“I think we’re allowed to love our bodies,” she says. “I had a realisation after having the twins – that my whole life, I had put a lot of value on my weight. Even my psychologist said to me one day, ‘You know, all you ever say is that you’re going to lose some weight, and then you’re going to do this and this and this. Maybe losing the weight isn’t the answer.’ And I was like, ‘What? It’s always the answer! Losing five kilos makes everything better!’

“Having the twins played a huge part in realising that, because I was almost defenceless. I was stuck. With all my other kids, I was like, ‘Okay, cool, I’ve got one baby, I’ll go back to work.’ I lost the weight, I did everything properly. When I had two babies, I opened up a hairdressing salon, lost the weight and kept going. Then when I had my twins, I couldn’t even go to the shops, because I had the C-section scar, me and Bill weren’t talking to each other; it was just horrible.

“I cried all the time. After a while, I just surrendered to it and went, ‘Hang on, I actually don’t need any more than this. I don’t need to have a cool career that I can tell people about at dinner parties, and I don’t need to be extra-fit, and I don’t need anyone to think that I’m a super-mum. I just want to hang out with these kids, ’cos they’re really cool.’ Six months later I felt so different about the world, myself – everything. It was really quite healing.”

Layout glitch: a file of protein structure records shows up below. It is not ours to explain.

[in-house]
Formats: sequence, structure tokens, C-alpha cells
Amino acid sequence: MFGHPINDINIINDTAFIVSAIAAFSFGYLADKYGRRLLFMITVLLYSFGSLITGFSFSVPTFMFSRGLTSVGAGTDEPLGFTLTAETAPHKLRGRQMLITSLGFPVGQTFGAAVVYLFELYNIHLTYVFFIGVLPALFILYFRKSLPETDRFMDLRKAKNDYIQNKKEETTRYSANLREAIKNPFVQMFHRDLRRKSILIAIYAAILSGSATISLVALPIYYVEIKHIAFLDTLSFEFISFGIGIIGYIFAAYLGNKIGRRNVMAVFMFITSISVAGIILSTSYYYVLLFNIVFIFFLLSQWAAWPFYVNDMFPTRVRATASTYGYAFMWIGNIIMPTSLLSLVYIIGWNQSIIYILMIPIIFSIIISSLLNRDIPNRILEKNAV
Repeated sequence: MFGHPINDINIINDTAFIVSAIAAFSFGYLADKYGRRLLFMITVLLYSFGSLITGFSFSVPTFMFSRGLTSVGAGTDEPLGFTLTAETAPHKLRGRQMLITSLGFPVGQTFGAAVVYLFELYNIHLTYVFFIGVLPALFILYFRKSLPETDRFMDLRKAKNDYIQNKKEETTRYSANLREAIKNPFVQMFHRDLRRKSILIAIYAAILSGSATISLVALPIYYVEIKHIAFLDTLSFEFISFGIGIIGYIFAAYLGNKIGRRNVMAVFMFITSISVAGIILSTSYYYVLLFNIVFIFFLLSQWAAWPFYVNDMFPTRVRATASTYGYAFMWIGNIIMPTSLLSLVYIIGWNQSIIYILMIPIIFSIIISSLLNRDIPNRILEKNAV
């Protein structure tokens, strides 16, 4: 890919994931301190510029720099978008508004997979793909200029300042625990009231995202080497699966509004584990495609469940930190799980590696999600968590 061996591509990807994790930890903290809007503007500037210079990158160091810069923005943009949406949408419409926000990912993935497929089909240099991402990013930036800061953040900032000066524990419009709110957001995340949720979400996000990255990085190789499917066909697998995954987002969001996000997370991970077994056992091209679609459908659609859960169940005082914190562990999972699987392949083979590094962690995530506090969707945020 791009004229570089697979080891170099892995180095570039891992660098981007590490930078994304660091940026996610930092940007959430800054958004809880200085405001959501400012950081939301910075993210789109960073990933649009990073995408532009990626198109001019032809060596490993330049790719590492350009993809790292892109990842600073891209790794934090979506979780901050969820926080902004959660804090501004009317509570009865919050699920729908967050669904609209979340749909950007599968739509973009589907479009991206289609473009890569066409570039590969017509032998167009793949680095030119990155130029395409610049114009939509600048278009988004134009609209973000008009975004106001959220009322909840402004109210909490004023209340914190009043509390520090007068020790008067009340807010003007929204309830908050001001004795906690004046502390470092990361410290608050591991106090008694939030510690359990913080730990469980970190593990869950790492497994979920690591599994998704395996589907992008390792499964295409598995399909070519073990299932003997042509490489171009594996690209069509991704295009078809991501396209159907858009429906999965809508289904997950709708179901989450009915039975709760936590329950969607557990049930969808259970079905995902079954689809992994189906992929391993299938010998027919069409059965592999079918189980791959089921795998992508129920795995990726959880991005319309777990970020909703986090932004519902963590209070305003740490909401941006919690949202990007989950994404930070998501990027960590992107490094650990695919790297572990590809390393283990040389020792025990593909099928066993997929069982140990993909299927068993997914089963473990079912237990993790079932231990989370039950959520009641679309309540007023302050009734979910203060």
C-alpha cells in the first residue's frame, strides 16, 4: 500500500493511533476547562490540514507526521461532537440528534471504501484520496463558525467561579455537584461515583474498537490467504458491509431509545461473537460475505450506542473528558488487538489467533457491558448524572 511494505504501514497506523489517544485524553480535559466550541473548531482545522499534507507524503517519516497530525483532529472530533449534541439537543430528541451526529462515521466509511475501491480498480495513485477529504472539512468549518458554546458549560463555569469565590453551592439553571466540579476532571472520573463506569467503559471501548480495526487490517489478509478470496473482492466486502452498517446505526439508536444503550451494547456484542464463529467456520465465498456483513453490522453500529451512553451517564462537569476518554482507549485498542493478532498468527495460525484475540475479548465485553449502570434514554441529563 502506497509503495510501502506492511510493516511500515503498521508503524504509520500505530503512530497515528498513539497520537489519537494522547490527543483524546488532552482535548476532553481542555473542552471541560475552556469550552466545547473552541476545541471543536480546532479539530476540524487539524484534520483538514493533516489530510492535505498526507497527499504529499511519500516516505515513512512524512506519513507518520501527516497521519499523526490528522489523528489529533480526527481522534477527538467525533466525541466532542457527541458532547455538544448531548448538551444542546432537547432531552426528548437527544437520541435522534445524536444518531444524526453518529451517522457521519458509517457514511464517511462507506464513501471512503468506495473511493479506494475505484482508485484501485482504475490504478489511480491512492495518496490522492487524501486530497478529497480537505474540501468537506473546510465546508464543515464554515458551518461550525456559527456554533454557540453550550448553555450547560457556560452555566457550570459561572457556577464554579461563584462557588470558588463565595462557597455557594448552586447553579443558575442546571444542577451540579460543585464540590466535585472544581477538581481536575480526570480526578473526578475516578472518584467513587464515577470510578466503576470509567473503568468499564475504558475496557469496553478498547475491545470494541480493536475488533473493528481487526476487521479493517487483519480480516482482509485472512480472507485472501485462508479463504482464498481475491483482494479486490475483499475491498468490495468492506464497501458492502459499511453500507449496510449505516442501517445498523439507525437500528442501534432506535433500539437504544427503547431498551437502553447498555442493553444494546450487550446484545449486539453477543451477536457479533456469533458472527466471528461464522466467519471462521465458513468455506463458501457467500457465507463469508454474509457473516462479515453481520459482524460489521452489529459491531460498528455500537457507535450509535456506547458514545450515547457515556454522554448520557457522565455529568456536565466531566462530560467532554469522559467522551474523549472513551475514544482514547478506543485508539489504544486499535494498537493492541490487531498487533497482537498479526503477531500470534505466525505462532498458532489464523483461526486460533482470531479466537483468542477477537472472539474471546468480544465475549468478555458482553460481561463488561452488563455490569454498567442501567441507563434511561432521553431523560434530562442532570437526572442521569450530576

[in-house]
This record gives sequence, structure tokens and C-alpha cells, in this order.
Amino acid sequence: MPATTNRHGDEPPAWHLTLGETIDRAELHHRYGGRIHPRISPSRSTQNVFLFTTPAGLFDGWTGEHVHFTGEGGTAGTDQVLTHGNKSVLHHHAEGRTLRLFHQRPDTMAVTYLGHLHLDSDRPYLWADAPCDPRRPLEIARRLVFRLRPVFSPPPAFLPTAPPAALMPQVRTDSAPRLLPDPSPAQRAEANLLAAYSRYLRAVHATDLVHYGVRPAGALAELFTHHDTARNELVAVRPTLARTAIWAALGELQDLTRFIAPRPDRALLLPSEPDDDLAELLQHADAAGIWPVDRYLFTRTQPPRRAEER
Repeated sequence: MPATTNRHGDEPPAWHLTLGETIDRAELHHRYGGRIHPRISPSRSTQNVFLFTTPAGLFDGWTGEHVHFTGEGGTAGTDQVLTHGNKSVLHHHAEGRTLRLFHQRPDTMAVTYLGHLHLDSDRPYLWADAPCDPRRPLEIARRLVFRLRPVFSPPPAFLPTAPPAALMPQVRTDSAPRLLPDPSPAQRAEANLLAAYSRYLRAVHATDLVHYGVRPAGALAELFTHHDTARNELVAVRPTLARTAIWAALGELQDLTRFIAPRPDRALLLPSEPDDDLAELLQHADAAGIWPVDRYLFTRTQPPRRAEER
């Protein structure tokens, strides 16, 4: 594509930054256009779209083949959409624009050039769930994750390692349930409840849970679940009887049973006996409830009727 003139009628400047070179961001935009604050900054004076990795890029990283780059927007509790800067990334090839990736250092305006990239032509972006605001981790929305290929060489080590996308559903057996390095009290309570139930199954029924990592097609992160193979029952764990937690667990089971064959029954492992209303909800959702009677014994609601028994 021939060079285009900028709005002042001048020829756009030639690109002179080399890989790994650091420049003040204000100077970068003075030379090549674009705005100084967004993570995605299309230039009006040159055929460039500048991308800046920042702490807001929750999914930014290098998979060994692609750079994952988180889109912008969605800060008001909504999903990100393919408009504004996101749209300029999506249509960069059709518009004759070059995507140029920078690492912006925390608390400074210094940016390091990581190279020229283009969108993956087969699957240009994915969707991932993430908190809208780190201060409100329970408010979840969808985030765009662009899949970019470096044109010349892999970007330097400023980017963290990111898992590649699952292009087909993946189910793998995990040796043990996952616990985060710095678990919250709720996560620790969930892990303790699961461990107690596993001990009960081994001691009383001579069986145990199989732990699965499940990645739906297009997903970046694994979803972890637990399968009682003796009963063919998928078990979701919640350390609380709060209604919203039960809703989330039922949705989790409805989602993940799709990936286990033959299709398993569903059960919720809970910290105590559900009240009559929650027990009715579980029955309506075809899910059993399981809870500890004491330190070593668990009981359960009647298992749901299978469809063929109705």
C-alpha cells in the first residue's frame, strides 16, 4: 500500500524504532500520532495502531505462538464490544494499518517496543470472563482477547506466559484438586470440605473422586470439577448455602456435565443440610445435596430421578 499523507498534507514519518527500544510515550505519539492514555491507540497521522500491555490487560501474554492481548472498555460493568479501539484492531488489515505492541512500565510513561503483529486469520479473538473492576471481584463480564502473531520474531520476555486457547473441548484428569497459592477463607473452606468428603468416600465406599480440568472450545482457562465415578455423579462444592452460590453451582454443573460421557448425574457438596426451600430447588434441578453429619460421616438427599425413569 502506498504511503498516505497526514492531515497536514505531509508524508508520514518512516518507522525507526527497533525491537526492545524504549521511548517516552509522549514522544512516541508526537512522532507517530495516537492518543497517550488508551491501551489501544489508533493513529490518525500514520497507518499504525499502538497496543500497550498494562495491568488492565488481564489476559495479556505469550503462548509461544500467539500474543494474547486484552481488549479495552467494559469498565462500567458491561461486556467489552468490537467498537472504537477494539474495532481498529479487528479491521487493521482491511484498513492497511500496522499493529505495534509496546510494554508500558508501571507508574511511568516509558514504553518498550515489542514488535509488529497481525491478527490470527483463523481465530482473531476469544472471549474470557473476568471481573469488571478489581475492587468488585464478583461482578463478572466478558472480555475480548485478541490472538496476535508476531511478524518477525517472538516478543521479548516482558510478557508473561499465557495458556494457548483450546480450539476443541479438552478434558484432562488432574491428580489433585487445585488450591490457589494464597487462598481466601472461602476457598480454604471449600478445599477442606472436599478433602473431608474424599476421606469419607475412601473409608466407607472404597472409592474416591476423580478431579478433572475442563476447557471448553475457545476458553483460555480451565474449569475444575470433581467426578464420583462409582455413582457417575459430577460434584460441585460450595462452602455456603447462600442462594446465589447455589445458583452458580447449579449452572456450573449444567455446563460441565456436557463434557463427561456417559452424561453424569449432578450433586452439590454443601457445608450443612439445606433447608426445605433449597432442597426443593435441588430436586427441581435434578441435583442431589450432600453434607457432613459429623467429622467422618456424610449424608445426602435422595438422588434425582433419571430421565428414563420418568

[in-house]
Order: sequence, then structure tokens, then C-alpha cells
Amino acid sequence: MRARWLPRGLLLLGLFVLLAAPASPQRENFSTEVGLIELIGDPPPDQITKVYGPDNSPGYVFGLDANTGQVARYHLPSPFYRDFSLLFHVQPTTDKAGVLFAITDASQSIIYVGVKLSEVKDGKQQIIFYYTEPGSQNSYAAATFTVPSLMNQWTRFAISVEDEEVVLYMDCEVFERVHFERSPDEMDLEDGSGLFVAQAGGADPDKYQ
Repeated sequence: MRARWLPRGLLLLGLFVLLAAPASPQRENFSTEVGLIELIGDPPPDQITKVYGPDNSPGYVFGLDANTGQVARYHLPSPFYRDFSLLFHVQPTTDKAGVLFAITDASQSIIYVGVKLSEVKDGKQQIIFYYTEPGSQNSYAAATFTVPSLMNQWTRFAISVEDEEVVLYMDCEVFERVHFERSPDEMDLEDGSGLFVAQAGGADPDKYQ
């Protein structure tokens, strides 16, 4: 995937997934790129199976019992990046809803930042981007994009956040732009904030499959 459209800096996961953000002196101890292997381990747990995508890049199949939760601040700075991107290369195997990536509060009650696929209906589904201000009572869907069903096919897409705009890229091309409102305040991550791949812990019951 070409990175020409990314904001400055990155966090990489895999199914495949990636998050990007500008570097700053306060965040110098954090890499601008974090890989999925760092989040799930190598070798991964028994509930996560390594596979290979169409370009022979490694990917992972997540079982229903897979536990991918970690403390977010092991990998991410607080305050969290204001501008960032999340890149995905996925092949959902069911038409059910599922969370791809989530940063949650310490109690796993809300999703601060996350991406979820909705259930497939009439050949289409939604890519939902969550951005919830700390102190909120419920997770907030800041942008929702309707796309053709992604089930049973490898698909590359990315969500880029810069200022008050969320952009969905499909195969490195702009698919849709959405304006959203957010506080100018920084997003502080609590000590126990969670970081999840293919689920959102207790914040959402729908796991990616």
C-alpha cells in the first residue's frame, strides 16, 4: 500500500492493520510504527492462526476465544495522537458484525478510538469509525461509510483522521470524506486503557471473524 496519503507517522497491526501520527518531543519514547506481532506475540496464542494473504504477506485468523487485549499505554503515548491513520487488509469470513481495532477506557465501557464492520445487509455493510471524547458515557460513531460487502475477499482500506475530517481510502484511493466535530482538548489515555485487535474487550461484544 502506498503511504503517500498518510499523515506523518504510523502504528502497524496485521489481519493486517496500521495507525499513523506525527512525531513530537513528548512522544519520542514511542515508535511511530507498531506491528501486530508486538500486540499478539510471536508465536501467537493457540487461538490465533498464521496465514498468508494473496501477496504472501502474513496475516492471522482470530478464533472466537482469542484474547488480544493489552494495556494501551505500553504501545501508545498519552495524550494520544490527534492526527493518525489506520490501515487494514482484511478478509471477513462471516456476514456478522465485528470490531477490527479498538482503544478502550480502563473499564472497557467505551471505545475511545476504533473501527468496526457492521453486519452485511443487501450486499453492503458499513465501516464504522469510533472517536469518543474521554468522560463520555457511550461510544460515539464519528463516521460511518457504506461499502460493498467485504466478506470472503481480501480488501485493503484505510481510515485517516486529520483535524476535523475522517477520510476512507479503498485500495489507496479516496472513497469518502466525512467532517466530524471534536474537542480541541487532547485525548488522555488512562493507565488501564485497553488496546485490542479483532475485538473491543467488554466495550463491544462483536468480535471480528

Now Constance has put her mummy manifesto down on paper in her book, Like a Queen. When asked why she decided to publish her work, Con said, “There are a lot of trolls on the internet. It’s a nasty place.

“There were things I wanted to say about my relationship with Bill, about things that happened during motherhood that were either too long for a post, or they were too intimate, or they were too scary. But while I was writing the book, I felt really uninhibited because I realised that the person who would be reading it would be a beautiful woman lying in bed, flicking through pages with a glass of wine. It’s not a horrible arsehole on the internet just waiting for the chance to tear me down. So it was much more of an intimate experience between me and my girls.”

Supermarket magazines feature celebrity post-birth slim-down speed records, as if weight loss is a more important achievement than the creation of a new life.